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More than mountains

Club concerned about state’s environment, getting more young people outdoors

February 20, 2011
By RODNEY MINOR, The Leader-Herald

When Neil Woodworth was growing up just outside the city of Johnstown, he spent hours outside exploring the woods near his family's home.

Woodworth recalled his father, Frank, and mother, Vivien, taking him and his brother, Tracy, on hiking trips into the Adirondacks and Catskills.

"When I was growing up, I developed my love of the outdoors from my mother and father," he said.

Article Photos

Standing at left, Neil Woodworth, executive director of the Adirondack Mountain?Club, speaks to people at a meeting of the Foothills chapter of the club at the Senior Citizens Service Center of Gloversville & Fulton?County in Gloversville on Feb. 9.
The Leader-Herald/Rodney Minor

Woodworth, the executive director of the Adirondack Mountain Club, said he was lucky to have those experiences growing up. Now, many young people do not get to have those outdoor experiences. That is the biggest challenges the club has to deal with as it looks toward the future, he said.

"In general, we just don't have as many young people outdoors as we used to," he said.

Getting young people outdoors is critical for the future, Woodworth said.

"One day, they will be members of the public making decisions about the future of these lands," he said.

Jody A. Rothmeyer, the chairman of the Foothills chapter of the ADK, said it also is important to instruct children in proper behavior outdoors.

He noted that some young people spend time outdoors, but they spend it partying.

They need to see they can have fund outdoors without using drugs and alcohol, he said.

To that end, the Foothills chapter will have a young adults committee, Rothmeyer said.

Young adults in the chapter will be involved in the committee, to help find a way to reach other young people about how to have fun responsibly, Rothmeyer said. He noted there is plenty of volunteer work that can be done, such as cleaning up paths through the Adirondacks.

"It can use the energy of the kids to make a difference," he said.

Life outdoors

Woodworth, a 1971 graduate of Johnstown High School, has continued to explore the outdoors in his adult life, eventually becoming an Adirondack 46er, someone who has climbed the highest mountains in the state.

While at Hobart College, he and his future wife, Holly, founded the first club at the college that did a variety of outdoor activities, such as backpacking and hiking, on trips to the Adirondacks.

After graduating from Albany Law School in 1978 and taking the bar exam, he soon took his first trip, to Tongue Mountain in Lake George, with the Albany chapter of the ADK.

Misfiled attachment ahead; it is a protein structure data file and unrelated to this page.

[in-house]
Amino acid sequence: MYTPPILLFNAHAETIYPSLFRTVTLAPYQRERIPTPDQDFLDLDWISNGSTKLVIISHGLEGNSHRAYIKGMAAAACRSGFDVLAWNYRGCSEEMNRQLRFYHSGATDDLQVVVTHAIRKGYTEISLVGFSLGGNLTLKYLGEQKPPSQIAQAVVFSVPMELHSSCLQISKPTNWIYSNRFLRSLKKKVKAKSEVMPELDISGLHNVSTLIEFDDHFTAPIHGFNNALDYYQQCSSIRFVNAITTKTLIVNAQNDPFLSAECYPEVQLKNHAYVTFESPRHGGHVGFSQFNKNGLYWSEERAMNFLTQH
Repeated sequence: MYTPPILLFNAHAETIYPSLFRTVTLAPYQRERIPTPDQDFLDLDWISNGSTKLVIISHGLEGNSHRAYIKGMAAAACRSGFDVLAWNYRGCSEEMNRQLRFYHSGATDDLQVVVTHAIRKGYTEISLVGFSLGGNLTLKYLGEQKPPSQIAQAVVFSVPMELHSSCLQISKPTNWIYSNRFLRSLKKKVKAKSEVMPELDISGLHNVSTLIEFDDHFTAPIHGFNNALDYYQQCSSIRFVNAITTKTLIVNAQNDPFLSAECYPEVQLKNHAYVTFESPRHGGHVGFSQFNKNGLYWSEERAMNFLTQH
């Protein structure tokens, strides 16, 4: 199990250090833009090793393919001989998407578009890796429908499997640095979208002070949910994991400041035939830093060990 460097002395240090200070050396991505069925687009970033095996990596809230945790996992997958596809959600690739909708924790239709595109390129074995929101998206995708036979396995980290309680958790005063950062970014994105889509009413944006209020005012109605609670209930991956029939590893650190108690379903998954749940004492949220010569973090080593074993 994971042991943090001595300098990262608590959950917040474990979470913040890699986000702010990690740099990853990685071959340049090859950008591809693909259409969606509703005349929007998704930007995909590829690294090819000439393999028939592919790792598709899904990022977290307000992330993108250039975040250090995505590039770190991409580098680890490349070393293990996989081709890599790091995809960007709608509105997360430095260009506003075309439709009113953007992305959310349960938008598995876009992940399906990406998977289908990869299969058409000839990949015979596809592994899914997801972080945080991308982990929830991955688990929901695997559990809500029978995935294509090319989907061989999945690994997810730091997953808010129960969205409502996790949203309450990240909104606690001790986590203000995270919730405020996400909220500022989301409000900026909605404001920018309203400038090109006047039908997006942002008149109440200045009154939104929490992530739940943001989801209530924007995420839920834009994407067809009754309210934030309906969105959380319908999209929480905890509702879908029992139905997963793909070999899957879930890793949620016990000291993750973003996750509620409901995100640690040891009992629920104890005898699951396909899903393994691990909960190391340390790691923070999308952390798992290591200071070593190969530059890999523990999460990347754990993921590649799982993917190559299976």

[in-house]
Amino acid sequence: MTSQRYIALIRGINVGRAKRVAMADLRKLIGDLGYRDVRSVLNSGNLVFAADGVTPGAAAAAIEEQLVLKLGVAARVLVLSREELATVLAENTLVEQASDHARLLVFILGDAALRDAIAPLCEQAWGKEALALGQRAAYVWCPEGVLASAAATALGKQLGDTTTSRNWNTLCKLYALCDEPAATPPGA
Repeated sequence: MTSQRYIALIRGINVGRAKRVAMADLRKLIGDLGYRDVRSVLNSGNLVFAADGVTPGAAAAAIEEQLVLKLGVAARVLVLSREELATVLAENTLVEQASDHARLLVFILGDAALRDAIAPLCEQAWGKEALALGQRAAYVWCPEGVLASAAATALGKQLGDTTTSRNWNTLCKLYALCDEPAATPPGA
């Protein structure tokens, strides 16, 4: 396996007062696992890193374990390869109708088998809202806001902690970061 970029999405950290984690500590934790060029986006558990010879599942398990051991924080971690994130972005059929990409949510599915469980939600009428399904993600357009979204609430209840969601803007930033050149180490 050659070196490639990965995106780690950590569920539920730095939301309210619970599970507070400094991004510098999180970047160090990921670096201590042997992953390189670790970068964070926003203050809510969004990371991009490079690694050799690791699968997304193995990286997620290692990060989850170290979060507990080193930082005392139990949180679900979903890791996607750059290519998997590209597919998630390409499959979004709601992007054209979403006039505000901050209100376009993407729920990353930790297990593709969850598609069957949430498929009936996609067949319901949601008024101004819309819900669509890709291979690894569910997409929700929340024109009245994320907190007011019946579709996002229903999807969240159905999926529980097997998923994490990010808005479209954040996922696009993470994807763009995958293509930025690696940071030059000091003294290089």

"It was a great experience," the Delmar resident said.

According to its website, the Adirondack Mountain Club, "is dedicated to the protection and responsible recreational use of the New York State Forest Preserve, and other parks, wild lands, and waters vital to our members and chapters."

Continued from Page 1C

The club, which its website said has 26 chapters and about 28,000 members, does more than focus on mountains and the Adirondacks, as both Rothmeyer and Woodworth said.

Rothmeyer noted on the back of his business card for the club he had printed "Adirondack Mountain Club. Not just about the mountains."

"[The club] is all over the state," he said. "[The club] is not only out to help the environment, but to make it fun to do."

In March, Woodworth said, he will have spent 22 years as an employee of the ADK.

Before being named executive director in 2004, Woodworth got his start with the group as a lobbyist.

While the influence of lobbyists in capitols across the nation has received a lot of negative attention lately, Woodworth noted there is a key difference between the lobbying he did, and still does, for the ADK and the variety that has become loathed by the public: Basically, the group cannot make any kind of financial contribution to politicians.

"Our advocacy has to be with the facts and law," he said. "We lobby with information, not donations."

Given the club's goals, this has led it to become involved in everything from dam relicensing to the state's purchase of wild lands.

Growing group

While getting young people involved may be key for the future, Rothmeyer noted that since the Foothills chapter's first meeting in June, it now has 50 members.

Since then, he has been "flabbergasted" by how many people have volunteered to help out with various projects, such as taking care of trails.

"I was happily surprised," he said.

The main reason he was interested in starting a chapter of the club in this area, Rothmeyer said, was a lot of people hike the trails near here.

By making a difference, even if it's just keeping the trails clean, the club can help not only its members, but residents in the area and the visitors who come to use the trails.

Woodworth said he is very pleased to see a new chapter of the club starting in the area he grew up in.

He said when he goes to the Foothills chapter's meetings, he always meets people who knew his parents.

"It's a delight," he said.

For more information on the Adirondack Mountain Club, visit



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